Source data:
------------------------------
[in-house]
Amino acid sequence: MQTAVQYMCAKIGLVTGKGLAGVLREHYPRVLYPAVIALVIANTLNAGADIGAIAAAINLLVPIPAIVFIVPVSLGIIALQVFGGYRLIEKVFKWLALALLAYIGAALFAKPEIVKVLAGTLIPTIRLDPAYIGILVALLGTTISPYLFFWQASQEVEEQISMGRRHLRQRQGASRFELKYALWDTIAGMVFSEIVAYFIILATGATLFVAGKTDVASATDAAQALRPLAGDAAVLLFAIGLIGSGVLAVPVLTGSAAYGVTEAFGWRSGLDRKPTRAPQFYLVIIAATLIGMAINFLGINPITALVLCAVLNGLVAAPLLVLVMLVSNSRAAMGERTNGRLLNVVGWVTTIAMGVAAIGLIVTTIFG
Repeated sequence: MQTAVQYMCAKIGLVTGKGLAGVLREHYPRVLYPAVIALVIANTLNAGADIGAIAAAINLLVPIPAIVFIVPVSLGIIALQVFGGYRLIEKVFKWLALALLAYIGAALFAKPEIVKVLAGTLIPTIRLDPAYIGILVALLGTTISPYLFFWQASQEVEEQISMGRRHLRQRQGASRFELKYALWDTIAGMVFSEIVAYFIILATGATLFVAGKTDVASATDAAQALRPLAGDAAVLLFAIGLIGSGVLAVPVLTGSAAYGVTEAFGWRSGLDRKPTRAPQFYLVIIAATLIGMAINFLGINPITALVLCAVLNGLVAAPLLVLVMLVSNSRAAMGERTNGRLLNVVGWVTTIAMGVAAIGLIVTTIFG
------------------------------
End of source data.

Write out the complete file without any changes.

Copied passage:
[in-house]
Amino acid sequence: MQTAVQYMCAKIGLVTGKGLAGVLREHYPRVLYPAVIALVIANTLNAGADIGAIAAAINLLVPIPAIVFIVPVSLGIIALQVFGGYRLIEKVFKWLALALLAYIGAALFAKPEIVKVLAGTLIPTIRLDPAYIGILVALLGTTISPYLFFWQASQEVEEQISMGRRHLRQRQGASRFELKYALWDTIAGMVFSEIVAYFIILATGATLFVAGKTDVASATDAAQALRPLAGDAAVLLFAIGLIGSGVLAVPVLTGSAAYGVTEAFGWRSGLDRKPTRAPQFYLVIIAATLIGMAINFLGINPITALVLCAVLNGLVAAPLLVLVMLVSNSRAAMGERTNGRLLNVVGWVTTIAMGVAAIGLIVTTIFG
Repeated sequence: MQTAVQYMCAKIGLVTGKGLAGVLREHYPRVLYPAVIALVIANTLNAGADIGAIAAAINLLVPIPAIVFIVPVSLGIIALQVFGGYRLIEKVFKWLALALLAYIGAALFAKPEIVKVLAGTLIPTIRLDPAYIGILVALLGTTISPYLFFWQASQEVEEQISMGRRHLRQRQGASRFELKYALWDTIAGMVFSEIVAYFIILATGATLFVAGKTDVASATDAAQALRPLAGDAAVLLFAIGLIGSGVLAVPVLTGSAAYGVTEAFGWRSGLDRKPTRAPQFYLVIIAATLIGMAINFLGINPITALVLCAVLNGLVAAPLLVLVMLVSNSRAAMGERTNGRLLNVVGWVTTIAMGVAAIGLIVTTIFG